IGF-I NOT AFFECTED BY RESISTANCE AND AEROBIC TRAINING IN PREVIOUSLY UNTRAINED FEMALES
Alemany, J. A., Frystyk, J., Tuckow, A. P., Spiering, B. A., Hatfield, D. L., Staab, J. S., Chen, J., Flyvbjerg, A., Maresh, C. M., Kraemer, W. J., & Nindl, B. C. (2008). Effects of resistance, aerobic and combined exercise training on immunoreactive vs. bioassayable IGF-I. ACSM 55th Annual Meeting Indianapolis. Presentation number 970.
This study examined the effects of different modes of chronic exercise on IGF-I immunoreactivity vs. bioactivity. Untrained women (N = 56) were randomly assigned to one of four training groups: Control (N = 9); resistance (N = 17); aerobic (N = 13); and combined resistance and aerobic (N = 17). Training was performed on three alternating days per week for nine weeks. Resistance training was a non-linear, periodized program of three sets of seven exercises per day. Aerobic training included: 1) 20-30 minutes of continuous running (70-85% HRmax), and 2) progressive interval running (400-1,600 m). Combined resistance and aerobic training performed both the resistance and aerobic exercise programs on the same day. Resistance and aerobic training performed similar amounts of work, whereas combined training performed double the amount of work. Blood samples were taken pre-, mid- and post-training and assayed for immunoreactive and bioactive IGF-I.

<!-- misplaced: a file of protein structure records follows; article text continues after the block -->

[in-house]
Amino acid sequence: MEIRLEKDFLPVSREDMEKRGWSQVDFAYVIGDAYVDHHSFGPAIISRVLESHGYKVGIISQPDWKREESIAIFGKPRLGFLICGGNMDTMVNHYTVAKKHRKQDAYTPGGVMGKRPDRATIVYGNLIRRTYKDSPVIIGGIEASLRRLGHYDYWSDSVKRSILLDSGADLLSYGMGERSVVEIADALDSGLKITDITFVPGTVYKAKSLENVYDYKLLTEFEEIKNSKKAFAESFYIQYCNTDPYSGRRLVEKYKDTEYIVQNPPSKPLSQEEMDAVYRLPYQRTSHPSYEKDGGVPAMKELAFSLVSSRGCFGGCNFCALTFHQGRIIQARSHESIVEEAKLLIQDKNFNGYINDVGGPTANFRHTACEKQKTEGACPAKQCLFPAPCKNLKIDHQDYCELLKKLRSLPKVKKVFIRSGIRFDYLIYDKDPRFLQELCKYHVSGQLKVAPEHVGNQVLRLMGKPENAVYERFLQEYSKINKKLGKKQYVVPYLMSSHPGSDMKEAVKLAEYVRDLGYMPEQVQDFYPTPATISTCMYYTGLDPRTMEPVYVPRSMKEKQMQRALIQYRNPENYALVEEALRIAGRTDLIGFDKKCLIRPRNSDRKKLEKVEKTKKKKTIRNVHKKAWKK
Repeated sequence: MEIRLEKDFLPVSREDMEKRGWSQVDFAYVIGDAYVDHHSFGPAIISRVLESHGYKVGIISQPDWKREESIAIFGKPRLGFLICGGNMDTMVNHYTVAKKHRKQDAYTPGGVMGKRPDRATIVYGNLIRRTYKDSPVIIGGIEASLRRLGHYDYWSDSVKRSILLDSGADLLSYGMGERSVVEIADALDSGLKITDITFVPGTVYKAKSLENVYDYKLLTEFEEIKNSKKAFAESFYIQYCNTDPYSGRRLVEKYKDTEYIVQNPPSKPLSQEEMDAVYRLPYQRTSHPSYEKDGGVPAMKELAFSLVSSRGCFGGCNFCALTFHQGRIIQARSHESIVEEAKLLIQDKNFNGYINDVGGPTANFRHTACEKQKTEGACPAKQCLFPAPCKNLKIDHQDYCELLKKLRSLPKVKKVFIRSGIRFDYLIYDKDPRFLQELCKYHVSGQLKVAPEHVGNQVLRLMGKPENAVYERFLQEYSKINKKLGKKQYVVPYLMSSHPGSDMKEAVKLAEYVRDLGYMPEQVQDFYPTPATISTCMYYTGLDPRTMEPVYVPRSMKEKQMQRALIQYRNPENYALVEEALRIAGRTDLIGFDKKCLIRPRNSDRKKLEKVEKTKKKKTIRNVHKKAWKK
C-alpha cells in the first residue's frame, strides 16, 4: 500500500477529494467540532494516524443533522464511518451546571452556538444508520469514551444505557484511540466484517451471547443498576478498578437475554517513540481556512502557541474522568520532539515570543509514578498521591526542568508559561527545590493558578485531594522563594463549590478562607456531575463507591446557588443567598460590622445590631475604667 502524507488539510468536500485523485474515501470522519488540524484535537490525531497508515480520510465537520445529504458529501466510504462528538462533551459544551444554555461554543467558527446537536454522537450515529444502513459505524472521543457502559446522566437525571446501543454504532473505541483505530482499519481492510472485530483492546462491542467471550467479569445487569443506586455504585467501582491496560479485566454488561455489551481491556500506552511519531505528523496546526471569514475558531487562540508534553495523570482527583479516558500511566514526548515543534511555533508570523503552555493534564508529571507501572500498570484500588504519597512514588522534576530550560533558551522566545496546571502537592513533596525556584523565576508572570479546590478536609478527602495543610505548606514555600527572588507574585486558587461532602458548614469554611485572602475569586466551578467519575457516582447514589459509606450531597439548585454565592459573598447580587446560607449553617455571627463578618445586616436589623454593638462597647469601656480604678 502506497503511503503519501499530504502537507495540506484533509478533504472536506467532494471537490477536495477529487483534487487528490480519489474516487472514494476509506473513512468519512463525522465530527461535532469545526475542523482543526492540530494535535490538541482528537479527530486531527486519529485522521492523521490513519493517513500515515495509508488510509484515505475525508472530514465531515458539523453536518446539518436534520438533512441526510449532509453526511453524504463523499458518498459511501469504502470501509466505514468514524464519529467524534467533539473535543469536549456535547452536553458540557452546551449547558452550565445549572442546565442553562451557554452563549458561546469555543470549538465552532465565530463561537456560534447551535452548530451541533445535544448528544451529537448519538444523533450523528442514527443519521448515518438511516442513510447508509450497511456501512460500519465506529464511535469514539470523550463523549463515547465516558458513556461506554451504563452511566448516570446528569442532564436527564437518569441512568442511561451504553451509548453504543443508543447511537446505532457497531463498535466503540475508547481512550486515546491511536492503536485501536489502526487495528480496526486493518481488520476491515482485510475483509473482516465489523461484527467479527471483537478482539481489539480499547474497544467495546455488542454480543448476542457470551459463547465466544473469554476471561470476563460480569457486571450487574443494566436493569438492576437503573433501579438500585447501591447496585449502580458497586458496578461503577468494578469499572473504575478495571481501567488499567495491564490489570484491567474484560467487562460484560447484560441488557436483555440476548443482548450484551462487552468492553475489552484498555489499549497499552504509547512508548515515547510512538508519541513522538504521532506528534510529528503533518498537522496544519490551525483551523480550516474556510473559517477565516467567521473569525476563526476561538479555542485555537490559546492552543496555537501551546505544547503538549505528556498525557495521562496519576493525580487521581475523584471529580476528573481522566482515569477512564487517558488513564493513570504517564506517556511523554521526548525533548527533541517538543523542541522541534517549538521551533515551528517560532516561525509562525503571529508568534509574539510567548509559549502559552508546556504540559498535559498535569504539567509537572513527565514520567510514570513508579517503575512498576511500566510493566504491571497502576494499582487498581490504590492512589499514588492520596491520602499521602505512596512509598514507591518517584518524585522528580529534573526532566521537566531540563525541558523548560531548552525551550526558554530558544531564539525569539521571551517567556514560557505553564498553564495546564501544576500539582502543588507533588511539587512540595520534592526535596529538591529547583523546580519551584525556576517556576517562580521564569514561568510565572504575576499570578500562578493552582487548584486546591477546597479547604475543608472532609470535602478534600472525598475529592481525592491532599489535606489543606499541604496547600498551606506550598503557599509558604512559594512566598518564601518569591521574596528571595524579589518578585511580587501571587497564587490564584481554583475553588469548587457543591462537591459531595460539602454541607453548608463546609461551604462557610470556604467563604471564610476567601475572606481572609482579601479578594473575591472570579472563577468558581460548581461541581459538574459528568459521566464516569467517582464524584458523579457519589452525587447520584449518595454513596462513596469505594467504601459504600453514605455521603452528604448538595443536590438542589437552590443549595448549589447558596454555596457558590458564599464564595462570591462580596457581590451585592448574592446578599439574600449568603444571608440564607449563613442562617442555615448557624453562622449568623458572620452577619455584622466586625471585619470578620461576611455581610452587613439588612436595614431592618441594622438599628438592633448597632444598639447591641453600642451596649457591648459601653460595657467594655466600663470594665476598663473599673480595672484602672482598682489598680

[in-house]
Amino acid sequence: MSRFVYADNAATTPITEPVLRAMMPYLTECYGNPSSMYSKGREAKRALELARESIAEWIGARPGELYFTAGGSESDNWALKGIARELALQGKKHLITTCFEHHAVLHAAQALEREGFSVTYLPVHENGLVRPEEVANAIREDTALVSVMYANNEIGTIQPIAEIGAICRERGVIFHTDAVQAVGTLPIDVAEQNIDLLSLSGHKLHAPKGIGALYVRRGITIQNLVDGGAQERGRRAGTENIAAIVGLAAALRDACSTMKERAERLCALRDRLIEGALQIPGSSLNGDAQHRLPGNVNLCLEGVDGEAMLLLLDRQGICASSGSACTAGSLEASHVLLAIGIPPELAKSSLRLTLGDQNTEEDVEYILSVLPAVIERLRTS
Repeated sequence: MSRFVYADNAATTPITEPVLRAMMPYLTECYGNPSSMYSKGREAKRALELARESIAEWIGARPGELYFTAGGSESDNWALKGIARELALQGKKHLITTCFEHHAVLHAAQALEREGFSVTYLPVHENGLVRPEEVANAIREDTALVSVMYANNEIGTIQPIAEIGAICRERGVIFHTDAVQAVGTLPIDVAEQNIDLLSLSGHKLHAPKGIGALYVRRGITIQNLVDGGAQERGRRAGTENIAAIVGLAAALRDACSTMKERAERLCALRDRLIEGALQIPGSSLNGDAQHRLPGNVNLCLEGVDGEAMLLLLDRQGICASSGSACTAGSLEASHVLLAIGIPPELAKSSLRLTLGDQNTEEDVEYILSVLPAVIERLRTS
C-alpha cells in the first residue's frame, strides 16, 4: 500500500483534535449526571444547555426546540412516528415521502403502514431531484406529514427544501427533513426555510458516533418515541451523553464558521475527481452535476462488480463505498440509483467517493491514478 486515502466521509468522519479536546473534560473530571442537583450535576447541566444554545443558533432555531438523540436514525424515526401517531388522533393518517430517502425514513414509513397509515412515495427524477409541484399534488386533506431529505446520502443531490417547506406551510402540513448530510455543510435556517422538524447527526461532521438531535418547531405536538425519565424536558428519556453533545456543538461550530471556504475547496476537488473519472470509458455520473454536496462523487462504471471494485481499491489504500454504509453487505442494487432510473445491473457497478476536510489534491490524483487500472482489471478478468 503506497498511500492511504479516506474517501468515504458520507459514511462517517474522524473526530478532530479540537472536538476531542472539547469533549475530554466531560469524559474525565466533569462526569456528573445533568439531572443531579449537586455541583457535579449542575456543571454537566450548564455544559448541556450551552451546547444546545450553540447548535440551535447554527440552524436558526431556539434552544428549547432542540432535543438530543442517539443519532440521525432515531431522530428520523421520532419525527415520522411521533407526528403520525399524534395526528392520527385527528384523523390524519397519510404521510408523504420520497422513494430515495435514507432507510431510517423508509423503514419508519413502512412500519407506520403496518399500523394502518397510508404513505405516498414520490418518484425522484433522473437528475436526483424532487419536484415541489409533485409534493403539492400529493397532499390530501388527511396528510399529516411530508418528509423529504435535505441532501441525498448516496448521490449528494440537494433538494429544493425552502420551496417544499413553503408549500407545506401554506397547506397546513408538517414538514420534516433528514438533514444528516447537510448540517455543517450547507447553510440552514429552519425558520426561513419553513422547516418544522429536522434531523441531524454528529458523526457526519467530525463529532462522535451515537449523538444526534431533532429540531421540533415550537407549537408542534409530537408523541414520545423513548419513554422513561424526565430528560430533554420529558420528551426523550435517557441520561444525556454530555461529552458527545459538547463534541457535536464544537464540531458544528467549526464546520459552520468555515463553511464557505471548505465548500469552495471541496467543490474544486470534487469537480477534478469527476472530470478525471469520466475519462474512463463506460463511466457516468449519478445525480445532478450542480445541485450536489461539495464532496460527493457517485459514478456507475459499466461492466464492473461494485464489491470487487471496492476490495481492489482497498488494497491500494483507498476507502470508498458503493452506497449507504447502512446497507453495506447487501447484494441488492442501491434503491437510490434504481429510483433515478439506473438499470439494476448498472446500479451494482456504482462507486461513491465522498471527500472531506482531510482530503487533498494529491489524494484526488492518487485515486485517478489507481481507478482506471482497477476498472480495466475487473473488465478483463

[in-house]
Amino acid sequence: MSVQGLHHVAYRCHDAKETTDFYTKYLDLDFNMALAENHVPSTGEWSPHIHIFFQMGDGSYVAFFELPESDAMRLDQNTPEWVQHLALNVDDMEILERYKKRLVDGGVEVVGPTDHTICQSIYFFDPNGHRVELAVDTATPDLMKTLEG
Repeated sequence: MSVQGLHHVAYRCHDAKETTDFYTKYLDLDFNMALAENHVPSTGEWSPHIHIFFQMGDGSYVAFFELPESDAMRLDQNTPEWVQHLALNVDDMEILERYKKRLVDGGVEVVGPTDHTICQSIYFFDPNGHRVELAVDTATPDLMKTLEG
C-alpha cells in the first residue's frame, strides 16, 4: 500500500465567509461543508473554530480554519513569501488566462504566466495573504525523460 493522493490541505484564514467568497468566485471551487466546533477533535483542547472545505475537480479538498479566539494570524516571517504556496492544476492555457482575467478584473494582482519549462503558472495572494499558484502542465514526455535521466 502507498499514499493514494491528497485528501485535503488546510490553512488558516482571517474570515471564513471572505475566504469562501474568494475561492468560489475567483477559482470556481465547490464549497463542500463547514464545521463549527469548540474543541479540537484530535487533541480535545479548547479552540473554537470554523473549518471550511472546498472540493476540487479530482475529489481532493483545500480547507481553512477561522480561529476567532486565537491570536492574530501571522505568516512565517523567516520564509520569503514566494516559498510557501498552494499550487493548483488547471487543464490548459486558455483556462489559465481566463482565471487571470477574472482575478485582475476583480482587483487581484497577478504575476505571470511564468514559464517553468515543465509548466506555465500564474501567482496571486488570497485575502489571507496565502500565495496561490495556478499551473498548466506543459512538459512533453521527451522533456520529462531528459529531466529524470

IGF-I bioactivity did not change over the nine weeks of training, were not different between groups, and there was no significant group x time interaction for bioactive IGF-I. Similarly, for immunoreactive IGF-I, no changes occurred over the training period, and no group x time interactions or differences between groups were observed. Bioactive and immunoreactive IGF-I were only moderately correlated at all three time points indicating they represented largely different biological entities.
Implication. Short-term exercise training does not influence circulating immunoreactive or bioactive IGF-I in previously untrained women. The moderate correlation between immunoreactive and bioactive IGF-I suggests that these assays measure different dimensions of IGF-I biology.
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